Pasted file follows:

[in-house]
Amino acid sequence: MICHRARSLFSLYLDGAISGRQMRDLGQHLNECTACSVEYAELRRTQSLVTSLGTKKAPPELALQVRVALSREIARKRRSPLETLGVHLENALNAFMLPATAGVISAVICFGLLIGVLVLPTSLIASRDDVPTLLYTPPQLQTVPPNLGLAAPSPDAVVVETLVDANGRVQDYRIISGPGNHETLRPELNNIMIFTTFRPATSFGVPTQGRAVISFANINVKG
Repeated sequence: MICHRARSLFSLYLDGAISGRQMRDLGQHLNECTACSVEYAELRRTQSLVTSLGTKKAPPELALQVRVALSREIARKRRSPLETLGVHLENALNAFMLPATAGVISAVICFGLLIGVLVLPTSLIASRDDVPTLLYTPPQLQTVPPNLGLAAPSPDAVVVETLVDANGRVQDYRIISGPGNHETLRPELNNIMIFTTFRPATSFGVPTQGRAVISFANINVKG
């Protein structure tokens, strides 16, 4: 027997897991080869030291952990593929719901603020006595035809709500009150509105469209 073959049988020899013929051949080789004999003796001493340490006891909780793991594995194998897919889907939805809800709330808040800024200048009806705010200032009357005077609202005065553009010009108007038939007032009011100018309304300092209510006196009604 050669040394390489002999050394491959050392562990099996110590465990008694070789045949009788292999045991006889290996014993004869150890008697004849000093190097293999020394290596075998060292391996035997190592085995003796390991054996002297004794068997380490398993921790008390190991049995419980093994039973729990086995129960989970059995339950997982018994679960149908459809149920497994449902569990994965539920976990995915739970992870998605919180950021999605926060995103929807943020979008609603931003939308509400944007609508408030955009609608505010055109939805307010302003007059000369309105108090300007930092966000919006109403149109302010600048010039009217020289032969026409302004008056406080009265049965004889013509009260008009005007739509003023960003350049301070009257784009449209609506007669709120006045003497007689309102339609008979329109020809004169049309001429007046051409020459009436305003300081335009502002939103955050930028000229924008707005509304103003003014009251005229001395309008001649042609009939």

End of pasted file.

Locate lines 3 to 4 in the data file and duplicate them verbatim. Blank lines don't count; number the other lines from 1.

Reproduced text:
Repeated sequence: MICHRARSLFSLYLDGAISGRQMRDLGQHLNECTACSVEYAELRRTQSLVTSLGTKKAPPELALQVRVALSREIARKRRSPLETLGVHLENALNAFMLPATAGVISAVICFGLLIGVLVLPTSLIASRDDVPTLLYTPPQLQTVPPNLGLAAPSPDAVVVETLVDANGRVQDYRIISGPGNHETLRPELNNIMIFTTFRPATSFGVPTQGRAVISFANINVKG
């Protein structure tokens, strides 16, 4: 027997897991080869030291952990593929719901603020006595035809709500009150509105469209 073959049988020899013929051949080789004999003796001493340490006891909780793991594995194998897919889907939805809800709330808040800024200048009806705010200032009357005077609202005065553009010009108007038939007032009011100018309304300092209510006196009604 050669040394390489002999050394491959050392562990099996110590465990008694070789045949009788292999045991006889290996014993004869150890008697004849000093190097293999020394290596075998060292391996035997190592085995003796390991054996002297004794068997380490398993921790008390190991049995419980093994039973729990086995129960989970059995339950997982018994679960149908459809149920497994449902569990994965539920976990995915739970992870998605919180950021999605926060995103929807943020979008609603931003939308509400944007609508408030955009609608505010055109939805307010302003007059000369309105108090300007930092966000919006109403149109302010600048010039009217020289032969026409302004008056406080009265049965004889013509009260008009005007739509003023960003350049301070009257784009449209609506007669709120006045003497007689309102339609008979329109020809004169049309001429007046051409020459009436305003300081335009502002939103955050930028000229924008707005509304103003003014009251005229001395309008001649042609009939």